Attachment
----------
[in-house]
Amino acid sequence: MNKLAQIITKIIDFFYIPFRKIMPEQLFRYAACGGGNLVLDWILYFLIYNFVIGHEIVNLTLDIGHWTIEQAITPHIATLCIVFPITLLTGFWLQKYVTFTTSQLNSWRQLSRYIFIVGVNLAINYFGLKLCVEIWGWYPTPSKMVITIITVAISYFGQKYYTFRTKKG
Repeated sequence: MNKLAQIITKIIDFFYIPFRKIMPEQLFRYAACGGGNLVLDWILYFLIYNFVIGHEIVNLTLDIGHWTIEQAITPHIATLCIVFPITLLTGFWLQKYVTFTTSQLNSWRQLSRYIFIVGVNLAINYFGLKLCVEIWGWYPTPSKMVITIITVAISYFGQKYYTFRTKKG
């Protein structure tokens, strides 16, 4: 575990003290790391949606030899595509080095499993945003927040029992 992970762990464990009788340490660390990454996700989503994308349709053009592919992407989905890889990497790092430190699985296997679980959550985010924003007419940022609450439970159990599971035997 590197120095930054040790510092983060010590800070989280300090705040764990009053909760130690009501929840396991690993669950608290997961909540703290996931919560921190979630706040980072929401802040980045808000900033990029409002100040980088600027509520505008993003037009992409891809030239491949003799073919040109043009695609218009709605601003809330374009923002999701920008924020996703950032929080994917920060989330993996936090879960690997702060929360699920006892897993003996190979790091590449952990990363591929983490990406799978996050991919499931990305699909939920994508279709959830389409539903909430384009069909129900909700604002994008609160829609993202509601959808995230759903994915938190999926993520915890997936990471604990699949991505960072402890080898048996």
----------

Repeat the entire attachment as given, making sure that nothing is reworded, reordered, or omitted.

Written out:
[in-house]
Amino acid sequence: MNKLAQIITKIIDFFYIPFRKIMPEQLFRYAACGGGNLVLDWILYFLIYNFVIGHEIVNLTLDIGHWTIEQAITPHIATLCIVFPITLLTGFWLQKYVTFTTSQLNSWRQLSRYIFIVGVNLAINYFGLKLCVEIWGWYPTPSKMVITIITVAISYFGQKYYTFRTKKG
Repeated sequence: MNKLAQIITKIIDFFYIPFRKIMPEQLFRYAACGGGNLVLDWILYFLIYNFVIGHEIVNLTLDIGHWTIEQAITPHIATLCIVFPITLLTGFWLQKYVTFTTSQLNSWRQLSRYIFIVGVNLAINYFGLKLCVEIWGWYPTPSKMVITIITVAISYFGQKYYTFRTKKG
């Protein structure tokens, strides 16, 4: 575990003290790391949606030899595509080095499993945003927040029992 992970762990464990009788340490660390990454996700989503994308349709053009592919992407989905890889990497790092430190699985296997679980959550985010924003007419940022609450439970159990599971035997 590197120095930054040790510092983060010590800070989280300090705040764990009053909760130690009501929840396991690993669950608290997961909540703290996931919560921190979630706040980072929401802040980045808000900033990029409002100040980088600027509520505008993003037009992409891809030239491949003799073919040109043009695609218009709605601003809330374009923002999701920008924020996703950032929080994917920060989330993996936090879960690997702060929360699920006892897993003996190979790091590449952990990363591929983490990406799978996050991919499931990305699909939920994508279709959830389409539903909430384009069909129900909700604002994008609160829609993202509601959808995230759903994915938190999926993520915890997936990471604990699949991505960072402890080898048996």